###### ITERATIVE METHODS FOR THE STOCHASTIC DIFFUSION PROBLEM

###### Postgraduate

ABSTRACT

It is the purpose of this thesis to develop iterative methods for solving the linear systems that arise from application of the stochastic finite element method to steady-state stochastic diffusion problems. Although the theory herein is sufficiently general to be applicable to a variety of choices for the stochastic finite elements, attention is given to the method of polynomial chaos. For the secondorder problem a multigrid algorithm is defined wherein the spatial discretization parameter is varied from grid to grid while the stochastic discretization parameter is held constant. It is demonstrated that the convergence rate of this method is independent of the discretization parameters. For the first-order problem, which produces a linear system that is symmetric and indefinite, the MINRES algorithm is applied with a preconditioner that incorporates a multigrid algorithm.

This multigrid algorithm, as for the one applied to the second-order problem, varies the spatial discretization from grid to grid while holding the stochastic discretization parameter constant. Again, it is demonstrated that the convergence rate of this method is independent of the discretization parameters.

This multigrid algorithm, as for the one applied to the second-order problem, varies the spatial discretization from grid to grid while holding the stochastic discretization parameter constant. Again, it is demonstrated that the convergence rate of this method is independent of the discretization parameters.

**Introduction**

It goes without saying that partial differential equations (PDEs) are used ubiquitously in mathematics to model physical phenomena. In this thesis the PDE known as the (steady-state) diffusion equation will be considered. It is given by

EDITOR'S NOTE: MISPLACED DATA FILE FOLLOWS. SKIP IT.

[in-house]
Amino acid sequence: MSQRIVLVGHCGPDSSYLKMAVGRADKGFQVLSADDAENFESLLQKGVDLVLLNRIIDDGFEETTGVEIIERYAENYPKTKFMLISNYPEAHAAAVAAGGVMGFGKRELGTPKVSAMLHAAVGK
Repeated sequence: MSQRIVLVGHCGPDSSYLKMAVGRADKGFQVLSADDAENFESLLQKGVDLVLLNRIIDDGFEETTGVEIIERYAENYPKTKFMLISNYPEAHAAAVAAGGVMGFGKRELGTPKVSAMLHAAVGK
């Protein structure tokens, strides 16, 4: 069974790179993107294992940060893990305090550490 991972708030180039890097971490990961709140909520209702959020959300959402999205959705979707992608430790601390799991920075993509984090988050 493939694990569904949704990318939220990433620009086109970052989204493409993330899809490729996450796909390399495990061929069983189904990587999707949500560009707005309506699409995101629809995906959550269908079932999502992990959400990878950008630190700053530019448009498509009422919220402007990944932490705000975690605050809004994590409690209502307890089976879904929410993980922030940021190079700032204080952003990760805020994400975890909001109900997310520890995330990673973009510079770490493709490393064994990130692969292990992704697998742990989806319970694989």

−∇ · (c∇u) = f inD

where c will be called the diffusion coefficient and f will be called the source function. This is an elliptic PDE and for the existence of solutions should be accompanied by boundary value conditions.

The diffusion equation can be used to model numerous physical processes. Perhaps most simply it can be viewed as giving the steady-state solution of the density of a fluid whose motion has been governed entirely by diffusion (i.e. the flow of fluid from higher density regions to lower density regions). In this context the diffusion equation can be seen to arise from considering conservation of mass with the temporal derivative being omitted as a steady-state solution is sought and the advection term being omitted by assumption. The source function, f, appears as there may be sources (or sinks) of fluid in the spatial domain, D.

Therefore, one sees that the diffusion equation will be incorporated into models of fluid flow through porous media. As discussed, for example, in [11], porous media are inherently heterogeneous and, furthermore, generally defy precise description due to lack of information regarding the properties of the media. Such lack of information may arise from unavoidable ignorance of the system under investigation or the impracticality of understanding the structure of the media at the minute level over which heterogeneity occurs. One therefore sees that the diffusion coefficient can often not be described with certainty. The coarsest approach to resolving this problem would involve setting c: D → R to be the average (or expected value) of the diffusion process. In this case the diffusion coefficient will be called a deterministic field (as its value at each x ∈ D is completely determined, i.e. there is no randomness involved). The model, likewise, will be called the deterministic problem (assuming, of course, that f too is a deterministic field). A more sophisticated approach would be to try and incorporate the uncertainty into the problem by modelling the diffusion coefficient as a random field, i.e. c: D × Ω → R where Ω is a sample space. In this case the resulting problem will be stochastic. In particular, the diffusion equation will now be a stochastic partial differential equation (SPDE) given by

−∇ · (c∇u) = f inD × Ω.

The source function too may be a random field. In this thesis, however, the diffusion coefficient will be considered to be the cause of uncertainty. In the succeeding chapters the source function will be considered to be a random field as this is convenient for purposes of analysis and incorporates the fact that f may be deterministic as a special case.

In modelling the random nature of the diffusion coefficient it is generally considered to have known mean, variance, and covariance functions. Such a process will possess a Karhunen-Lo`eve expansion given by

where c0 is the mean function of c, (ξr) is a sequence of uncorrelated random variables, and (λr,cr) is a sequence of eigenvalue-eigenvector pairs associated with

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